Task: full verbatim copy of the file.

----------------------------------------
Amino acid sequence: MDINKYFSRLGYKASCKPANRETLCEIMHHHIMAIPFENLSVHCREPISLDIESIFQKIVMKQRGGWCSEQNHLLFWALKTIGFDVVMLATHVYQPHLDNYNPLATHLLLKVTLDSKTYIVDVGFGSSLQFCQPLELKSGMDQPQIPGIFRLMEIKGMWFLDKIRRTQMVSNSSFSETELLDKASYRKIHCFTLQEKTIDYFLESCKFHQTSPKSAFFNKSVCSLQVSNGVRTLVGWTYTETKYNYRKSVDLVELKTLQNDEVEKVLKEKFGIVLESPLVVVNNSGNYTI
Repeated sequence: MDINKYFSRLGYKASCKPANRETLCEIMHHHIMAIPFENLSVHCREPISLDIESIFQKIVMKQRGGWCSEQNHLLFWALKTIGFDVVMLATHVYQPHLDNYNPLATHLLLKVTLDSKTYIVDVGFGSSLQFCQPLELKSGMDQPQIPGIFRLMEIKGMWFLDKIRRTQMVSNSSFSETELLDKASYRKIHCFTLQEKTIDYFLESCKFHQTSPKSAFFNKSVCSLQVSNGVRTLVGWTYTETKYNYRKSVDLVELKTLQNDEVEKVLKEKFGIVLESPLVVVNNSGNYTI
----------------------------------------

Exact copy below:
Amino acid sequence: MDINKYFSRLGYKASCKPANRETLCEIMHHHIMAIPFENLSVHCREPISLDIESIFQKIVMKQRGGWCSEQNHLLFWALKTIGFDVVMLATHVYQPHLDNYNPLATHLLLKVTLDSKTYIVDVGFGSSLQFCQPLELKSGMDQPQIPGIFRLMEIKGMWFLDKIRRTQMVSNSSFSETELLDKASYRKIHCFTLQEKTIDYFLESCKFHQTSPKSAFFNKSVCSLQVSNGVRTLVGWTYTETKYNYRKSVDLVELKTLQNDEVEKVLKEKFGIVLESPLVVVNNSGNYTI
Repeated sequence: MDINKYFSRLGYKASCKPANRETLCEIMHHHIMAIPFENLSVHCREPISLDIESIFQKIVMKQRGGWCSEQNHLLFWALKTIGFDVVMLATHVYQPHLDNYNPLATHLLLKVTLDSKTYIVDVGFGSSLQFCQPLELKSGMDQPQIPGIFRLMEIKGMWFLDKIRRTQMVSNSSFSETELLDKASYRKIHCFTLQEKTIDYFLESCKFHQTSPKSAFFNKSVCSLQVSNGVRTLVGWTYTETKYNYRKSVDLVELKTLQNDEVEKVLKEKFGIVLESPLVVVNNSGNYTI